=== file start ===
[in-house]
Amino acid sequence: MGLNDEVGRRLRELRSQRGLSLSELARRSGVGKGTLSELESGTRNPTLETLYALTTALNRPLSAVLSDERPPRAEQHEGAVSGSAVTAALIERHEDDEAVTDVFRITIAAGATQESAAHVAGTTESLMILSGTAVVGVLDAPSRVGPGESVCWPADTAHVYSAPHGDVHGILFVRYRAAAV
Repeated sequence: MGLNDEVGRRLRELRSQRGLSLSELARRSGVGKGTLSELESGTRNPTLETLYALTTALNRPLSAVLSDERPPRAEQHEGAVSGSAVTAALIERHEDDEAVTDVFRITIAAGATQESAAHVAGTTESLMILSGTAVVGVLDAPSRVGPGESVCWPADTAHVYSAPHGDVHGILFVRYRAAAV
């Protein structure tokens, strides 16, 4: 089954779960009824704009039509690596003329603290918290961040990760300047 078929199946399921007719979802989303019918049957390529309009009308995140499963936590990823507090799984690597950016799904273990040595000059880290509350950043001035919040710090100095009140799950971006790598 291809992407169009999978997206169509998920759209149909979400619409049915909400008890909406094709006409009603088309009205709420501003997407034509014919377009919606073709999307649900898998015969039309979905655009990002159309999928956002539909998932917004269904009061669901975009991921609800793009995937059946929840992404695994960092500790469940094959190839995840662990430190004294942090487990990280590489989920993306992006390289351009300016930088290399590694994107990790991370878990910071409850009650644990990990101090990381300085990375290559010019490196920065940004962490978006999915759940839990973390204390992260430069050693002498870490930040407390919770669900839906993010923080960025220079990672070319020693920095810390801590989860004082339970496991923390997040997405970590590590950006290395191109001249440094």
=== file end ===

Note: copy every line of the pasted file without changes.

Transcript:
[in-house]
Amino acid sequence: MGLNDEVGRRLRELRSQRGLSLSELARRSGVGKGTLSELESGTRNPTLETLYALTTALNRPLSAVLSDERPPRAEQHEGAVSGSAVTAALIERHEDDEAVTDVFRITIAAGATQESAAHVAGTTESLMILSGTAVVGVLDAPSRVGPGESVCWPADTAHVYSAPHGDVHGILFVRYRAAAV
Repeated sequence: MGLNDEVGRRLRELRSQRGLSLSELARRSGVGKGTLSELESGTRNPTLETLYALTTALNRPLSAVLSDERPPRAEQHEGAVSGSAVTAALIERHEDDEAVTDVFRITIAAGATQESAAHVAGTTESLMILSGTAVVGVLDAPSRVGPGESVCWPADTAHVYSAPHGDVHGILFVRYRAAAV
């Protein structure tokens, strides 16, 4: 089954779960009824704009039509690596003329603290918290961040990760300047 078929199946399921007719979802989303019918049957390529309009009308995140499963936590990823507090799984690597950016799904273990040595000059880290509350950043001035919040710090100095009140799950971006790598 291809992407169009999978997206169509998920759209149909979400619409049915909400008890909406094709006409009603088309009205709420501003997407034509014919377009919606073709999307649900898998015969039309979905655009990002159309999928956002539909998932917004269904009061669901975009991921609800793009995937059946929840992404695994960092500790469940094959190839995840662990430190004294942090487990990280590489989920993306992006390289351009300016930088290399590694994107990790991370878990910071409850009650644990990990101090990381300085990375290559010019490196920065940004962490978006999915759940839990973390204390992260430069050693002498870490930040407390919770669900839906993010923080960025220079990672070319020693920095810390801590989860004082339970496991923390997040997405970590590590950006290395191109001249440094």